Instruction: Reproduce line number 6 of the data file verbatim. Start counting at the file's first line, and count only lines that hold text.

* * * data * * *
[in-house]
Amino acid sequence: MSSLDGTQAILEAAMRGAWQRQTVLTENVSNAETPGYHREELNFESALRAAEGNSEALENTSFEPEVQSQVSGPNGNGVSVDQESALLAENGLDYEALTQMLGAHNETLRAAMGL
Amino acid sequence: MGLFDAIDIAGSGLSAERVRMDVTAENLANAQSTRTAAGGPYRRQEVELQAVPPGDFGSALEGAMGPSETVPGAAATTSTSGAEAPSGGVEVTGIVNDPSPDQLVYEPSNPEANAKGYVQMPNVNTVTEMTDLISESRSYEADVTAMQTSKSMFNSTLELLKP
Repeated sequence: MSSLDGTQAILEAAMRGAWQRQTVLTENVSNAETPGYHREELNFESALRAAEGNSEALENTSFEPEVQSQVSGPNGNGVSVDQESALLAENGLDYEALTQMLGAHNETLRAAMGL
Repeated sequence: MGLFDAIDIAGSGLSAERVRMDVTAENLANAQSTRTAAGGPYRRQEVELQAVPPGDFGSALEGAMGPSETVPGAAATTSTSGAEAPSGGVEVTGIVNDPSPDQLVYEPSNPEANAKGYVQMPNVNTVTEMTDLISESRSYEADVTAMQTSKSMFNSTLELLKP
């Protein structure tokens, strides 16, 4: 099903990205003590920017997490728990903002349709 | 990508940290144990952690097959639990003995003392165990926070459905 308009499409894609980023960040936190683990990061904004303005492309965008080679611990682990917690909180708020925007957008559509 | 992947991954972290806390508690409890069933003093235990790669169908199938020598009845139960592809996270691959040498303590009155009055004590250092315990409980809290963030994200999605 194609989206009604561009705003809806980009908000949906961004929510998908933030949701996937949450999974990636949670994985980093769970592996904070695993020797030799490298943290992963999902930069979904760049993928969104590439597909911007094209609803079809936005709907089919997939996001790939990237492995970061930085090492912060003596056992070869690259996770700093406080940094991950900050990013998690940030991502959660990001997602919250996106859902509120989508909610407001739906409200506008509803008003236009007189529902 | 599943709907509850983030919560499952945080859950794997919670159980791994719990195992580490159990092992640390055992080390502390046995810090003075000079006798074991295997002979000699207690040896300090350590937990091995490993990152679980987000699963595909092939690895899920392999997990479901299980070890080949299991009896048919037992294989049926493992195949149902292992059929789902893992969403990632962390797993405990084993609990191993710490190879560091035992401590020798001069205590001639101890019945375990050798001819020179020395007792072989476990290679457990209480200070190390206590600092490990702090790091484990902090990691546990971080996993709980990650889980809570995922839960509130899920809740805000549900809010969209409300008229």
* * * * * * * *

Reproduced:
């Protein structure tokens, strides 16, 4: 099903990205003590920017997490728990903002349709 | 990508940290144990952690097959639990003995003392165990926070459905 308009499409894609980023960040936190683990990061904004303005492309965008080679611990682990917690909180708020925007957008559509 | 992947991954972290806390508690409890069933003093235990790669169908199938020598009845139960592809996270691959040498303590009155009055004590250092315990409980809290963030994200999605 194609989206009604561009705003809806980009908000949906961004929510998908933030949701996937949450999974990636949670994985980093769970592996904070695993020797030799490298943290992963999902930069979904760049993928969104590439597909911007094209609803079809936005709907089919997939996001790939990237492995970061930085090492912060003596056992070869690259996770700093406080940094991950900050990013998690940030991502959660990001997602919250996106859902509120989508909610407001739906409200506008509803008003236009007189529902 | 599943709907509850983030919560499952945080859950794997919670159980791994719990195992580490159990092992640390055992080390502390046995810090003075000079006798074991295997002979000699207690040896300090350590937990091995490993990152679980987000699963595909092939690895899920392999997990479901299980070890080949299991009896048919037992294989049926493992195949149902292992059929789902893992969403990632962390797993405990084993609990191993710490190879560091035992401590020798001069205590001639101890019945375990050798001819020179020395007792072989476990290679457990209480200070190390206590600092490990702090790091484990902090990691546990971080996993709980990650889980809570995922839960509130899920809740805000549900809010969209409300008229």